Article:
Memory, Vision/visual perception

Yalda Mohsenzadeh joins BrainsCAN Computational Core


The human brain is the most powerful computational machine in existence. It produces movements, language, thoughts, creativity and consciousness. Examining the brain using computational methods is one way BrainsCAN researchers are attempting to crack the brain’s code.

On August 1, the newest member of BrainsCAN’s Computational Core, Yalda Mohsenzadeh began at Western. Mohsenzadeh joined the Computational Core in addition to Western’s Brain and Mind Institute, and the Department of Computer Science as an Assistant Professor.

Mohsenzadeh’s research will focus on investigating human vision and memory using a combination of neuroimaging (fMRI and MEG/EEG), behavior, computational modeling and machine learning. The first five years of her appointment are funded by BrainsCAN, followed by support from the Faculty of Science.

Mohsenzadeh is joining a team of elite researchers in the Computational Core. She is preceded by Lyle Muller who began as an Assistant Professor in the Department of Applied Mathematics in early 2019. Muller, whose lab is also supported by BrainsCAN, develops computational tools and mathematical models to solve problems in sensory processing and memory.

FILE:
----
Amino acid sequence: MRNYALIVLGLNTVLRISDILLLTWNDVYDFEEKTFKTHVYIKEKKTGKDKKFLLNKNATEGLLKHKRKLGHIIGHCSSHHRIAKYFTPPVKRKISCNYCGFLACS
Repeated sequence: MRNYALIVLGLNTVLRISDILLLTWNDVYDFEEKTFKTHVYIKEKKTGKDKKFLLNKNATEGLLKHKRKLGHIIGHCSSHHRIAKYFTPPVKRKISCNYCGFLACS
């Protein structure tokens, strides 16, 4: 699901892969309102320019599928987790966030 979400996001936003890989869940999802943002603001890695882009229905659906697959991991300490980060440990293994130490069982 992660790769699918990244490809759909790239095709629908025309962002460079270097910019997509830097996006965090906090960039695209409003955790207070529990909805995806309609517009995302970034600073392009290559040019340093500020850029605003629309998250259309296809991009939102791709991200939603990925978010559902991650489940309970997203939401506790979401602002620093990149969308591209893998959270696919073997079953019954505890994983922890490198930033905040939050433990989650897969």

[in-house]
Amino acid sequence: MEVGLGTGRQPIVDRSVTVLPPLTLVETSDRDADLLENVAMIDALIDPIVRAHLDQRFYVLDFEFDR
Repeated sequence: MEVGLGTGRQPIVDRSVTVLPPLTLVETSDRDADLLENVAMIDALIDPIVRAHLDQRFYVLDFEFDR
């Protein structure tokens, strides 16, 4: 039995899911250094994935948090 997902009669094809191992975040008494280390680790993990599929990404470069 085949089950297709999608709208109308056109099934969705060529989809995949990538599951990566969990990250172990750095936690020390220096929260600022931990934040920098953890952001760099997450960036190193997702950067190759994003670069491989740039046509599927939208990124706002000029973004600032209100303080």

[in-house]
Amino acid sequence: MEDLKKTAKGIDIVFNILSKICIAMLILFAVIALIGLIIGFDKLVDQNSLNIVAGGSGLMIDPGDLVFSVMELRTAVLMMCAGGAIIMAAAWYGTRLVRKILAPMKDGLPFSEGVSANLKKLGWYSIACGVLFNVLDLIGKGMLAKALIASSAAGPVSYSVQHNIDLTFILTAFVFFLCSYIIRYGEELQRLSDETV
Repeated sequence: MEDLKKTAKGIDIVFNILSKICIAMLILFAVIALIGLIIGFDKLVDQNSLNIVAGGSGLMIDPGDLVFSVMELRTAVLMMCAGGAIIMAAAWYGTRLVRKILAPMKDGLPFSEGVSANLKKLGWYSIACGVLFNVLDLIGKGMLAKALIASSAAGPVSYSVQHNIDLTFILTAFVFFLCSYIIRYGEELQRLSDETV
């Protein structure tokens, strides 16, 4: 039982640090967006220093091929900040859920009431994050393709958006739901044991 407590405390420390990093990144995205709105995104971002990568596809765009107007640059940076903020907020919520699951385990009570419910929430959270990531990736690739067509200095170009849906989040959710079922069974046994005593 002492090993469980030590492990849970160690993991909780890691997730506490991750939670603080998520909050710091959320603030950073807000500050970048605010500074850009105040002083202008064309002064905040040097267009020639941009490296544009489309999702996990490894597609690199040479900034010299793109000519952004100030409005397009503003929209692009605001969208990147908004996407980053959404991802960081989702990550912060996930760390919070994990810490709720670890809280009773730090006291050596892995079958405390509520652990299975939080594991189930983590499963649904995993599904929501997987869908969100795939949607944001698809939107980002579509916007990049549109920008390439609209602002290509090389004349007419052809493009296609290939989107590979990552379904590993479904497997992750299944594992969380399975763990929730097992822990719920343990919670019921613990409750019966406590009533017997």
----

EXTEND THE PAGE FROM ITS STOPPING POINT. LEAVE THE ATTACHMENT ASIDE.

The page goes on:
Prior to joining BrainsCAN’s Computational Core, Mohsenzadeh was a Postdoctoral Associate in the Computer Science and Artificial Intelligence Lab (CSAIL) at Massachusetts Institute of Technology (MIT). She completed her postdoctoral fellowship at the Center for Vision Research at York University, her PhD in Electrical Engineering at Amirkabir University of Technology, and her MSc at Sharif University of Technology in Tehran, Iran.

Mohsenzadeh is looking for students to join her Cognitive Neuroscience and Artificial Intelligence Lab in fall 2019. For more information, visit